I was sitting at dinner with a good friend, and I had no idea what to talk about. This had never happened to me before. I was the girl who was never at a loss for words. I always had something to say. I was the one who kept the conversation going. My friends and I would talk for hours on the phone. What happened to me?
Tragedy. It changes people. It changed me. Within seconds of Will’s tragic accident, I went from being his partner to his caregiver/decision maker. I was his voice when he didn’t have one. It was me who had to give consent to placing a feeding tube in my husband. It was me who denied a tracheostomy. It was me who insisted they remove his breathing tube. It was me who decided to leave our support system and travel six hours away so he could receive the best rehab possible. Life doesn’t stop when tragedy happens. The bills still had to be paid. I still had posts, quizzes, and tests to complete. Not only did I gain 14 wrinkles and 21 pounds, I also began losing my hair.
So to say my perspective on life has changed, is an understatement. My husband is a walking miracle. Because of my decision to move him to intensive rehab combined with his determination, he surpassed everyone’s expectations. It has been four months since his tragic accident, and he has already returned to work. Reality hit me as I watched him drive off to his second first day of work. I don’t have kids, but I’m certain I know what parents feel when they send their child away to college. I remember my mom standing on the porch crying at the end of summer and Christmas breaks as I drove off heading back to college.
As I stood in the driveway watching Will drive away, I felt so lost and lonely. Now what? The person who depended on me the past four months, no longer needed me. And don’t think I didn’t ask, practically beg, to take him to work…he rolled his eyes and declined. I would assume this is also how parents might feel when their kids leave the house.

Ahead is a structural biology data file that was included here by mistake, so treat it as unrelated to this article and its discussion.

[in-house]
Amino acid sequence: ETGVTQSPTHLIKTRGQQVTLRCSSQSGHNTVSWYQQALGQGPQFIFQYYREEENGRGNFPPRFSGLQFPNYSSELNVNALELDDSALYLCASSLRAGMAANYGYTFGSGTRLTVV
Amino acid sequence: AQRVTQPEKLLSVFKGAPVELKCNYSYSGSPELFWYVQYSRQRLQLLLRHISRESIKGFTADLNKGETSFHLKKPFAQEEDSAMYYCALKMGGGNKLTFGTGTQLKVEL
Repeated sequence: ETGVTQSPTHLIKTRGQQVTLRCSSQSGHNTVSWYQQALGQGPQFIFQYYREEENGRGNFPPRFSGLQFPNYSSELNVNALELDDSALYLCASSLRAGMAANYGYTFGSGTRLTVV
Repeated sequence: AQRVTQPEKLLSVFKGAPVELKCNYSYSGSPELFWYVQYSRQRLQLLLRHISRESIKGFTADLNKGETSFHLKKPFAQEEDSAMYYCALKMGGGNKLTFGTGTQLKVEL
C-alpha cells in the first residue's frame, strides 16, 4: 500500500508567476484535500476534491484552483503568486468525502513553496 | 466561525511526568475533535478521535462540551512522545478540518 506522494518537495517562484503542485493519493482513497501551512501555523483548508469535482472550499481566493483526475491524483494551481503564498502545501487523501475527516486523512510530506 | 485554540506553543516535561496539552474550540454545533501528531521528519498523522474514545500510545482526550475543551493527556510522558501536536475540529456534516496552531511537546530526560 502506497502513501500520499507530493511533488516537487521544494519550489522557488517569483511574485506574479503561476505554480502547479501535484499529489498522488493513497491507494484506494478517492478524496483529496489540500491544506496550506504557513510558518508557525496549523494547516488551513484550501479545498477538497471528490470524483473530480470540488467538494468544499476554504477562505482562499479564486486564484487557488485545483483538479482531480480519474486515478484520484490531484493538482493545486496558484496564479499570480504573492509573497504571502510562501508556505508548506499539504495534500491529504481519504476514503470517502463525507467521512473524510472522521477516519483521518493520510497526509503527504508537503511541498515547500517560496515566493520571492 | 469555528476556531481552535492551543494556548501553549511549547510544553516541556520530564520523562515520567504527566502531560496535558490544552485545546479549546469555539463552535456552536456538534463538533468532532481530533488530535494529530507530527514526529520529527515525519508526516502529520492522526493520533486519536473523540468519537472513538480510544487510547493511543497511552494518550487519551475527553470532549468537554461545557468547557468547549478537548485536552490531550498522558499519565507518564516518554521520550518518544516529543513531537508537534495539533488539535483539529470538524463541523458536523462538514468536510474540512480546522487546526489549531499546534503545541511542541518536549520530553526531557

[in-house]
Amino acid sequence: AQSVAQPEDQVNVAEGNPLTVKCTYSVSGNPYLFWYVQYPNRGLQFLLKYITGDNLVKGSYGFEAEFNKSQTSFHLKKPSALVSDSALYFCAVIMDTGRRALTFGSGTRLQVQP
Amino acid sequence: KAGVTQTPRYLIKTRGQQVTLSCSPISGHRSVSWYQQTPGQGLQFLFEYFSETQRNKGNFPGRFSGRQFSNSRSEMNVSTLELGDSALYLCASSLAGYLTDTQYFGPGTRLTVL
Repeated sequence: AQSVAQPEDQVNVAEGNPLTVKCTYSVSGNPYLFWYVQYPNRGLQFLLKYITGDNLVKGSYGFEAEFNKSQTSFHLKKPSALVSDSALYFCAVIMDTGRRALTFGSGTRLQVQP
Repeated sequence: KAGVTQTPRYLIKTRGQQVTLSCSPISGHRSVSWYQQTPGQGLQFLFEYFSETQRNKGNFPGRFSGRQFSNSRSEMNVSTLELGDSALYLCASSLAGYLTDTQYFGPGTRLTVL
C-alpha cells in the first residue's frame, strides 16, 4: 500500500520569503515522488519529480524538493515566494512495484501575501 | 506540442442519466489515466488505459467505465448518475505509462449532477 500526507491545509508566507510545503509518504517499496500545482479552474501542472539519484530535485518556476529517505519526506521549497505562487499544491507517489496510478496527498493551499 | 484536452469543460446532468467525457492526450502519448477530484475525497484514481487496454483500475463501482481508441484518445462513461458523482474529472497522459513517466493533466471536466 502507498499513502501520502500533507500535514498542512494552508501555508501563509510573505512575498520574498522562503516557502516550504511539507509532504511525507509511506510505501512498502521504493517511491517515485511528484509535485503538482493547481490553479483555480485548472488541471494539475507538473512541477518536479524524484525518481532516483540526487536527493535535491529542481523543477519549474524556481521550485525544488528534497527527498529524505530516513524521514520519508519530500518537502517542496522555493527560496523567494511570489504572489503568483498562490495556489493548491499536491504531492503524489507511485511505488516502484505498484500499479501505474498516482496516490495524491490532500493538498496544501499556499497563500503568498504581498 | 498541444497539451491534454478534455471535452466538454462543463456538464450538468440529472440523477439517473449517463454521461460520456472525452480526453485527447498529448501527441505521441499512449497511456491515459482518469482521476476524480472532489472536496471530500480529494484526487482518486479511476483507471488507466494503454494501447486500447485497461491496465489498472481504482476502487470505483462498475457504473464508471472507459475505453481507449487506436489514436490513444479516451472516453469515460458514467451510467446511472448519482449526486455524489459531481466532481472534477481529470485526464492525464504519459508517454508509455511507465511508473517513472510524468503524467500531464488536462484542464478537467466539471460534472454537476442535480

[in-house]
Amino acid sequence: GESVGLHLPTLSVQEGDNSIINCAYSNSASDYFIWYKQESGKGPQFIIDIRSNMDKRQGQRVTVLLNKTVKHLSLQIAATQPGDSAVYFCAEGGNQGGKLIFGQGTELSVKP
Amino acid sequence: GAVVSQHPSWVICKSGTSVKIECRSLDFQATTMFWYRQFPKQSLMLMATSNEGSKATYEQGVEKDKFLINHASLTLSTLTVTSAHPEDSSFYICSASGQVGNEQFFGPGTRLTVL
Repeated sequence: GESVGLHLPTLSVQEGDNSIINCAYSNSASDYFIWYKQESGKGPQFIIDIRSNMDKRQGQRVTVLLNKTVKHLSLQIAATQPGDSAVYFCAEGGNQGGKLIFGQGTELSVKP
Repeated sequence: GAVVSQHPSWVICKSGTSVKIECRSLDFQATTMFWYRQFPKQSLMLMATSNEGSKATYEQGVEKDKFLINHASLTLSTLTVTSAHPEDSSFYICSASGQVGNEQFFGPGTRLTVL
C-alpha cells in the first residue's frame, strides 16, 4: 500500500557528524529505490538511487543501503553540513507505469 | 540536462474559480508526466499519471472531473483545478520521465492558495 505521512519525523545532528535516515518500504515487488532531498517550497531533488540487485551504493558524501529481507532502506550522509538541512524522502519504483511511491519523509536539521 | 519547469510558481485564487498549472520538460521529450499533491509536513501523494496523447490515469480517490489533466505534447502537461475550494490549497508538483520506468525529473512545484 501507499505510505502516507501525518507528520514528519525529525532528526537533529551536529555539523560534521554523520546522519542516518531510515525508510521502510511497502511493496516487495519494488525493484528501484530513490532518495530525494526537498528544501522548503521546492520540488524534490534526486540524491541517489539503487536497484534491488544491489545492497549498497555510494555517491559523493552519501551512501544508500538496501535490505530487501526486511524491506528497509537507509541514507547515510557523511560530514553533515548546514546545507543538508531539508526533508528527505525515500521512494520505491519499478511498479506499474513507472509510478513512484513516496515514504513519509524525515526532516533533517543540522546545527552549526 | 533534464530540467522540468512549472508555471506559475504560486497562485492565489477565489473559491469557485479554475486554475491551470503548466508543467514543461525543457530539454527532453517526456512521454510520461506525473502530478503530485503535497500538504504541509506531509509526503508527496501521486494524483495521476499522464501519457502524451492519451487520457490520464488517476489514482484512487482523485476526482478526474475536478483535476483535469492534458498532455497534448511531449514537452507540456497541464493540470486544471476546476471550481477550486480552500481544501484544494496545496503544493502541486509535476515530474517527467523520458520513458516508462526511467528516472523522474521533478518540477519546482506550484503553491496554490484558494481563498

For four months, I put his needs and wants before mine. I needed a transformation. I had let myself go. I went to my hairstylist, whom I haven’t seen in 1 1/2 years, and she barely recognized me. My hair was a dingy blonde and lacked style. I knew I had changed, but she was the first to point it out verbally. I needed this. She worked her magic and turned me back into the bright, naturally-looking blonde I have always been. The stylist beside her commented on my transformation and stated how much better my hair looked. I so wanted to explain to this random women why my hair looked so shitty. I wanted to show her pictures of me with my long, blonde hair. I wanted her to know tragedy swept in and changed me. But instead, I politely thanked her and went on my way.
You see, tragedy changed me. Although, I have temporarily lost myself, I am on the way to discovering the new me. So, for those who know someone experiencing tragedy, please be patient with them. I beg you to not give up on them as this transition isn’t easy. So as you sit across from them at dinner please don’t judge if they seem distant or uninterested. Throw them some sympathy.
Tragedy changes you!